In a professional women’s group Cobbs was previously a member of, she and her peers did an exercise to provide this kind of insight to each other. “We all sat in a circle, wrote notes to every other member with their strengths and areas of improvement, and put them into envelopes with their names on them.” When it came time to read through the notes in her envelope, Cobbs was surprised by all the positive and constructive things her friends had to say about her. “I learned new things about myself, and it really helped me prepare for future interviews,” she said.
HAVE EVIDENCE TO BACK UP YOUR CLAIMS
In a job interview, be prepared to pull from data or concrete anecdotes to illustrate what you would bring to their team. Numbers and statistics are essential, but according to TextNow’s SVP of Engineering Andy Shin, it shouldn’t be your whole story.
“As you start to move up in your career, one of the most important interview skills is not just highlighting your skills or accomplishments but communicating how your work impacted the project or benefited the company,” he said. “You need to understand the ‘why,’ not just the ‘how.’ What will separate you from others is the ability to explain not only how you built or fixed something, but why your actions led to the ultimate success of the team, project and company.”
STICK WITH WHAT’S RELEVANT
Just like when you are writing a resume or cover letter, the strengths you share in an interview should tell a story and be specific to the role. You’ll leave a more effective impression on the interviewer, and it also makes their job easier. “HR managers don’t have a lot of time and may interview several candidates. Focus on highlighting achievements that relate to the job,” said Stephen Twomey, the co-founder and CTO of SaaS company Kennected. “You’ll show you value their time and know how to focus on critical information — both essential to most jobs you interview for.”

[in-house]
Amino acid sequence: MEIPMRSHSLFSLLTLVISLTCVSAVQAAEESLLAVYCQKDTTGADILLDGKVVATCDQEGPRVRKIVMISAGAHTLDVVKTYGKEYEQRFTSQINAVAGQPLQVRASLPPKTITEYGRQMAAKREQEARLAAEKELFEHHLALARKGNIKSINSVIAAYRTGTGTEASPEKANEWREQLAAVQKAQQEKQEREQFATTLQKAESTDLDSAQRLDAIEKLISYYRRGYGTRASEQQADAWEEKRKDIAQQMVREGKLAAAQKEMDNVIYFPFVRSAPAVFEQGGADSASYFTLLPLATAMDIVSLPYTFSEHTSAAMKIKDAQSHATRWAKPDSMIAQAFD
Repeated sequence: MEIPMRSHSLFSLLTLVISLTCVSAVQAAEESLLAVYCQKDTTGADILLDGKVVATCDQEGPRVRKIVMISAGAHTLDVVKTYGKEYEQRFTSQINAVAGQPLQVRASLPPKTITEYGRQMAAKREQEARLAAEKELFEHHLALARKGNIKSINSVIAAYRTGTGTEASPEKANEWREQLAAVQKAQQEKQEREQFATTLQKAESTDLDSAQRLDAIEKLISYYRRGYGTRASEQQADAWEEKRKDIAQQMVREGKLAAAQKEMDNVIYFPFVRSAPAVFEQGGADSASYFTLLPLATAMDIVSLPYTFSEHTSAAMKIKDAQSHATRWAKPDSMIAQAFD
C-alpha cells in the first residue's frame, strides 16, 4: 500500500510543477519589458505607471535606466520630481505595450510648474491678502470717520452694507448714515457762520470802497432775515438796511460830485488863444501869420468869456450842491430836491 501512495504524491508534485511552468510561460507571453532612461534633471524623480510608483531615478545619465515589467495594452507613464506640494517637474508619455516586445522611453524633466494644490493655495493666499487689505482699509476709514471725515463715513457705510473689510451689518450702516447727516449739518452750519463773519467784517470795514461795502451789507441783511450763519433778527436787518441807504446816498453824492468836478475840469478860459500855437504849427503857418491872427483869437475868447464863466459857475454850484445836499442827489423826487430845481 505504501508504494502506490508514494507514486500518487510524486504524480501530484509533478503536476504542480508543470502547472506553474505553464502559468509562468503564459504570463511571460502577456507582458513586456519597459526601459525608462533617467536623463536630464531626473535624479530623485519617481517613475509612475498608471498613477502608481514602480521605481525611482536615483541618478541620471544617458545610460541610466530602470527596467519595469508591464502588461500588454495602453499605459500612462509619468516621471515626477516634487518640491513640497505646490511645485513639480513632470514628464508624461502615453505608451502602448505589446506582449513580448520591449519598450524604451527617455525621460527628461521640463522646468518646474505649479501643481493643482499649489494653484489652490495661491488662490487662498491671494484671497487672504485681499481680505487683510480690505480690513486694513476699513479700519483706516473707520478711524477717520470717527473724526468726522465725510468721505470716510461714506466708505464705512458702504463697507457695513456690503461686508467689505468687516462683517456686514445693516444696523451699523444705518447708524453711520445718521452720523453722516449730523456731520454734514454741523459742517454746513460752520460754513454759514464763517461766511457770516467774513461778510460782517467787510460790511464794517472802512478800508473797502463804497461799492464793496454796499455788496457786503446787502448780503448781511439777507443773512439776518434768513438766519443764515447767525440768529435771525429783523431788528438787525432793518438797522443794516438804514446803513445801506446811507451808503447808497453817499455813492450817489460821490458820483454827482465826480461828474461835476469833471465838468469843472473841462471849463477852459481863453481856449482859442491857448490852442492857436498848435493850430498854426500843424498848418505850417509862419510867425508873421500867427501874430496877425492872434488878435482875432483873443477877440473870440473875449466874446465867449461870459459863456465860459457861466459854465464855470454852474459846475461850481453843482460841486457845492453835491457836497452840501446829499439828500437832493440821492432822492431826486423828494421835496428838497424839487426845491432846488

Every job has its own unique requirements, but there are more general skills that employers expect from candidates, like flexibility and collaboration. Review your work history and note times where you’ve exemplified these qualities. For instance, if you’re applying to a software developer role that requires lots of cross-collaboration, come to the interview prepared with a story about a time you worked with a past team to execute a project successfully and explain what you learned.
“It comes back to impact,” said Shin. “Don’t just tell them what you did, tell them why it was important. Show your future employer that you understand how your role affects the company’s larger product, business and mission. Explain how your skills and experiences will make their company better.”
DON’T BE OVERLY HUMBLE
Don’t worry too much about sounding arrogant; hiring managers want to hear about your successes. When you’re trying to sound humble, it’s easy to diminish your accomplishments, said Twomey.
“The majority of us have to worry more about the undersell than the oversell. If you understand why you’re sharing the information — it’s vital to figure out your fit at a company — then it’s really not a brag,” he said. “Put yourself in the employer’s position. Do you want to hire someone who believes in their abilities or is unsure of them?”
Feeling like you have to be humble isn’t always entirely a self-confidence issue — it can be informed by a lot of factors, including the environment you’re in. Nicoletti explained that the pressure to be modest and reserved is much more intense for tech workers from marginalized backgrounds. “A lot of people have been told their whole lives not to take up space, to be quieter and to shrink themselves,” she said.
Her advice for overcoming self-conscious feelings? Take it easy on yourself. “You’re only bragging if you’re talking over your interviewer, or putting other people down in the process, or not answering the question that you’re there to answer,” she said. “Building confidence, even if it’s faked, will get you a lot further than being modest or timid. You have to be as confident as you think your competition is.”